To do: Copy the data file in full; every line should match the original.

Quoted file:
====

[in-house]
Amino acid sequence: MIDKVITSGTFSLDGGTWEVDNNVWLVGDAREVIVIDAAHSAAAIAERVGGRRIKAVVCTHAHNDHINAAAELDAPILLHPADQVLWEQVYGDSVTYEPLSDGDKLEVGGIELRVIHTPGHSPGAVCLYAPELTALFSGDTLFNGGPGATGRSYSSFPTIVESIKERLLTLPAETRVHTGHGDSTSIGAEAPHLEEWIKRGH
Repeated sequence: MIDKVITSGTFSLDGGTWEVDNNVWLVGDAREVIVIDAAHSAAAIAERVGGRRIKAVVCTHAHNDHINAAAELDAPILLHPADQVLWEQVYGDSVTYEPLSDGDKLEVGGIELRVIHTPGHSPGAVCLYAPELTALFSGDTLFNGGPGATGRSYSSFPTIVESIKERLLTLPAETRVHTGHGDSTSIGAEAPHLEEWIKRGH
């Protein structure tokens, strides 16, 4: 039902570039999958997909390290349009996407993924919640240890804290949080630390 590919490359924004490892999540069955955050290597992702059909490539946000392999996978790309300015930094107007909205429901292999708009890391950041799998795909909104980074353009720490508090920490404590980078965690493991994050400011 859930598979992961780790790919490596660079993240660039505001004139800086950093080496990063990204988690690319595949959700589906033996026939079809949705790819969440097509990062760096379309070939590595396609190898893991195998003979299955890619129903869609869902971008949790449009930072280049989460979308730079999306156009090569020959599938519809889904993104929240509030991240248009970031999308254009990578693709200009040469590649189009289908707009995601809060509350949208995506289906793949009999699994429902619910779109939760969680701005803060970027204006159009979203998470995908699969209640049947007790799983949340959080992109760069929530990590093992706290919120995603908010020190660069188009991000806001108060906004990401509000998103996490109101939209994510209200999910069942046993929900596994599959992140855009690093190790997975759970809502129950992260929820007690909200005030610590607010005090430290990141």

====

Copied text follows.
[in-house]
Amino acid sequence: MIDKVITSGTFSLDGGTWEVDNNVWLVGDAREVIVIDAAHSAAAIAERVGGRRIKAVVCTHAHNDHINAAAELDAPILLHPADQVLWEQVYGDSVTYEPLSDGDKLEVGGIELRVIHTPGHSPGAVCLYAPELTALFSGDTLFNGGPGATGRSYSSFPTIVESIKERLLTLPAETRVHTGHGDSTSIGAEAPHLEEWIKRGH
Repeated sequence: MIDKVITSGTFSLDGGTWEVDNNVWLVGDAREVIVIDAAHSAAAIAERVGGRRIKAVVCTHAHNDHINAAAELDAPILLHPADQVLWEQVYGDSVTYEPLSDGDKLEVGGIELRVIHTPGHSPGAVCLYAPELTALFSGDTLFNGGPGATGRSYSSFPTIVESIKERLLTLPAETRVHTGHGDSTSIGAEAPHLEEWIKRGH
């Protein structure tokens, strides 16, 4: 039902570039999958997909390290349009996407993924919640240890804290949080630390 590919490359924004490892999540069955955050290597992702059909490539946000392999996978790309300015930094107007909205429901292999708009890391950041799998795909909104980074353009720490508090920490404590980078965690493991994050400011 859930598979992961780790790919490596660079993240660039505001004139800086950093080496990063990204988690690319595949959700589906033996026939079809949705790819969440097509990062760096379309070939590595396609190898893991195998003979299955890619129903869609869902971008949790449009930072280049989460979308730079999306156009090569020959599938519809889904993104929240509030991240248009970031999308254009990578693709200009040469590649189009289908707009995601809060509350949208995506289906793949009999699994429902619910779109939760969680701005803060970027204006159009979203998470995908699969209640049947007790799983949340959080992109760069929530990590093992706290919120995603908010020190660069188009991000806001108060906004990401509000998103996490109101939209994510209200999910069942046993929900596994599959992140855009690093190790997975759970809502129950992260929820007690909200005030610590607010005090430290990141």